Since President Trump’s executive order to withdraw from the Iran nuclear deal, the JCPOA, in May 2018, the Iranian economy has become rather resilient against the US so-called Maximum Pressure Campaign of sanctions. When a year ago, in August 2018, Donald Trump reinstated the sanctions supposedly removed by the deal, the Iranian market showed almost no reaction to it; and it has not happened any further despite several rounds of fresh sanctions being forced against the country. People have come to this conclusion that the main reason behind the difficulties is the incompetence of the government rather than sanctions. Consequently, they are urging more responsible decision making in government and parliament, more sensitive toward the sufferings of people.
Meanwhile, with regard to anger from corruption, polls show that popular support for the Judiciary’s performance in fighting corruption has improved. Trials and indictments for some big corrupt names have satisfied people to some extent. The newest achievement has been returning of person convict of embezzling 400 million dollars into the country. Unlike, Lebanon and Iraq, popular trust in the judiciary has considerably healed.
3. Middle Class, lower class, infiltrators.
The current situation in Iran seems more to be the type of Baudrillard’s idea of Hyperreality. The drastic rise in fuel prices is not as harshly targeting almost everyone in Iran as WhatsApp taxation did in Lebanon, or did the oil income loss in Iraq. Of course, the indirect impact of more expensive energy on everything cannot be denied, but the majority of Iranians can still live with the rationing considered for them. Yet as the theory of hyperreality explains, long coverage of protests in Iraq and Lebanon and analogies made by the media, shaped the minds of people in Iran to seek some excuses to protest.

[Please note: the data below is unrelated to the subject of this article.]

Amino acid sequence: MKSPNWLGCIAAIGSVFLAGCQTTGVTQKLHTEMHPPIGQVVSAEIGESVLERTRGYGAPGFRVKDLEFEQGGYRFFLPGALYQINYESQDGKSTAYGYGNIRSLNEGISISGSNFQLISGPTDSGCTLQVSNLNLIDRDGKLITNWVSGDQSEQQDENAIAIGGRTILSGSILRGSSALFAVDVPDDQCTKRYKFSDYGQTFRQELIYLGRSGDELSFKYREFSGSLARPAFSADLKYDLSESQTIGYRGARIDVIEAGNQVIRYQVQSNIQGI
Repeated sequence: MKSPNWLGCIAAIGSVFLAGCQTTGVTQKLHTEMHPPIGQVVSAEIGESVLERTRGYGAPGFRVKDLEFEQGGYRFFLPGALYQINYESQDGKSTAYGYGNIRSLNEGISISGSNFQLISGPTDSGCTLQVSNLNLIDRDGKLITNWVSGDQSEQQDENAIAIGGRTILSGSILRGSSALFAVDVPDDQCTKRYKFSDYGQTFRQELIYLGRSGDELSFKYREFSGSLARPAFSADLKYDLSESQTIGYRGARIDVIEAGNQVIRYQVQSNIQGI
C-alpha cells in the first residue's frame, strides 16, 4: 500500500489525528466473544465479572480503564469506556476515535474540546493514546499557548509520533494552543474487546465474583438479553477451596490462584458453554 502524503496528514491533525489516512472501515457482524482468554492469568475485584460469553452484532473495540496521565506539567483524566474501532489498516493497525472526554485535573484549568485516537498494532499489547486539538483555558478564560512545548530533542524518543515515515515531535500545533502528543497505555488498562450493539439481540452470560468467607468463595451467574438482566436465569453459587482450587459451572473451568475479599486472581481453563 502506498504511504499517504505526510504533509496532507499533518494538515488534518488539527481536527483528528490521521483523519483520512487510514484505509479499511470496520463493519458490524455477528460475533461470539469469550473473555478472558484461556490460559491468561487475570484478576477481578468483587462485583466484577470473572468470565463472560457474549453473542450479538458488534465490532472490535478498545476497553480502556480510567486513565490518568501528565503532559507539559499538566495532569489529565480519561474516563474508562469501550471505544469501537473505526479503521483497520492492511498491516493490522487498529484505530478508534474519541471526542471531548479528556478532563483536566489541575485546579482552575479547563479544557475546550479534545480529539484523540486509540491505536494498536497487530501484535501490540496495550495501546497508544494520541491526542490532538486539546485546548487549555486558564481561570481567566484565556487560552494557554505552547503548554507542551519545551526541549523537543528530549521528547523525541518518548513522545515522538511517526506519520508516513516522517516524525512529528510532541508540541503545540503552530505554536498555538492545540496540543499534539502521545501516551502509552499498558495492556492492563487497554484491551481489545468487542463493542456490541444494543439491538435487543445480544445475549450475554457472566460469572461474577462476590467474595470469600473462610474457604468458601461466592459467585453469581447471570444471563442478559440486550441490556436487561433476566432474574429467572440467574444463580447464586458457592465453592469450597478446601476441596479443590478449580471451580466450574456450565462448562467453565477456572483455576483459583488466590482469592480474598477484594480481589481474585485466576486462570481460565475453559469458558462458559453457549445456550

On the first working day after the new decision went into effect, protesters in many cities closed the roads and streets, set many public properties ablaze and vandalized streets. Public anger over the fuel prices is understandable, but soon after the excitement fades away, the middle class and lower class will realize that they are the main targets of the damages and destructions. They will very soon, realize – as they did after eight months in 2009 and after a couple of weeks in early 2018 – that democratic and modern protests is not through violence and there are infiltrators hijacking legitimate public protests. Iranians have numerously grieved over outside aggressions trying to sow discord among them, terrorizing and assassinating them, and encouraging violence; yet they have always come, sooner or later, to conclusion that no outsider can ever decide better for them than themselves, and that unity against any intervention and infiltration is the best way to maintain national pride, integrity, and sovereignty.
Demands by the upper class are not comprehensive enough to be the concerns of the lower class of people. The middle class and lower class are not adventurously looking for arson and destruction; thus, after a while, neither the upper class nor the infiltrators (whose presence in some cities and parts cannot be denied) will not be able to continue their leadership of the events and will be dispersed by the people who cannot continue stopping routines of their daily lives.